The Oracle

Romantic movies set false relationship expectations

Portraying false romantic expectations, The Notebook follows the story of a young couple that falls in love. It has become one of many romance movies that set unrealistic relationship standards. Photo courtesy of Flickr.

Portraying false romantic expectations, The Notebook follows the story of a young couple that falls in love. It has become one of many romance movies that set unrealistic relationship standards. Photo courtesy of Flickr.

Gabby Zabat, columnist

Hang on for a minute...we're trying to find some more stories you might like.


Email This Story






“If you’re a bird, I’m a bird.”

Deep.

One of the most iconic quotes of the romcom genre that has left almost every girl crying and screaming at their tv.

I understand the appeal of carefully watching two strangers casually bump into each other and meet the one person they can happily spend their entire life with. But, to be completely honest, I’ve never seen The Notebook and don’t ever plan on watching it. All I know is that Ryan Gosling and Rachel McAdams are supposed to be #relationshipgoals.

I guess I could watch the movie and try to understand all the hype, but it’ll just remind me of my amazing, steamy, imaginative, and completely nonexistent love life. Honestly, I just try to avoid romance movies and the whole rom-com scene as much as possible. I’m not a big fan of the whole “love of my life” sorta thing, although I used to be. Though, I can see how watching these movies would give the viewer hope.

I believe that today’s romance movies give their audience a false representation of what finding love is really like. However, every moment the two characters stare into each other’s eyes or share a passionate kiss gives their watchers the hope of finding someone to spend the rest of their life with.

Now I know that I’m already sounding really cliche just talking about romance movies, but I guess I am capturing my inner sixth grade self. Not going to lie, I was basically president of the “love at first sight” club and wrote dramatic fanfictions about Zayn Malik and Harry Styles when I was eleven. Definitely check out my quality imagines on Wattpad. Other than that, I was never really interested in the vampires and werewolves love triangle or the gossip of the upper east side.

Obviously, times have changed. Now that Netflix and Youtube have become so popular, I’ve been able to binge watch Once Upon a Time and drool over Emma and Hook’s love hate relationship. (Captain Swan for life.) I even watched Twilight for the first time, and I do not regret it, (Is it too late to say I’m Team Edward?) and found my ultimate ship, Delena from The Vampire Diaries.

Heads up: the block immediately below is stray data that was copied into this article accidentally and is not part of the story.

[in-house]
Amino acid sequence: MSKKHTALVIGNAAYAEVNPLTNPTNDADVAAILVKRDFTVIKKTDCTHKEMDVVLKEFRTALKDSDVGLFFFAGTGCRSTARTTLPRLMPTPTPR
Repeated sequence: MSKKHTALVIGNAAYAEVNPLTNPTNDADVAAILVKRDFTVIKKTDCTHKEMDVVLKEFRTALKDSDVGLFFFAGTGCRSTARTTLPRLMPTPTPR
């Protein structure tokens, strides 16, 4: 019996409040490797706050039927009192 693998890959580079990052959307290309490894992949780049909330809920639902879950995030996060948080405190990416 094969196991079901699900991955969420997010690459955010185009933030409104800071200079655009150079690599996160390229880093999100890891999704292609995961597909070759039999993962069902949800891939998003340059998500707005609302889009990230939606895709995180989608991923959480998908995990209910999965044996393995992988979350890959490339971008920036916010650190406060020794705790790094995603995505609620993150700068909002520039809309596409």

While I am in love with every single male character on the CW, I do know in the back of my head that it’s not real. Sorry to be a debby downer, but am I really going to be caught into a vampire love triangle and have to fight my evil doppleganger? Fingers crossed, no.

It all started with High School Musical. While we all wished for a life as exciting as theirs, I think we can all agree that high school is nothing like High School Musical said it would be. When will my soulmate serenade me? Where’s my ‘T’ necklace? Why aren’t you chasing after me like they do in the movies?

That’s because that’s all they are. Movies. Not reality. As much as I wish I could meet my soulmate who gives me the time of my life in one night, the only boys I’ll be meeting are the ones who try to low key copy my answers on a test. Yeah, I see you.

Romance movies portray an image of finding true love when least expected. They explain the complications and struggles of keeping such a meaningful relationship, but in the end they all live happily ever after. In reality, one drunken night, one mistake, or one word can completely end a relationship for good.

Unfortunately, we don’t know whether we have already lost our true love or if we have yet to meet them. While The Notebook or Grease suggests that we can find true love right under our noses, it actually takes most people a lifetime to understand whether or not they are in love.

While most romance movies can’t accurately portray what finding love is actually like, they do have some benefits. Sure, I may not meet a beast that transforms into a prince or have the glass slipper of my true love, but it does give me hope for the future. High School Musical, Cinderella, or even Twilight let you know that no matter what happens there will always be someone there for you. Whether that person is my best friend, my brother, or some future husband, all these cliches let us know that there is hope to find happiness with someone.

Print Friendly, PDF & Email
Navigate Left
Navigate Right
The news site of Glenbrook South High School.
Romantic movies set false relationship expectations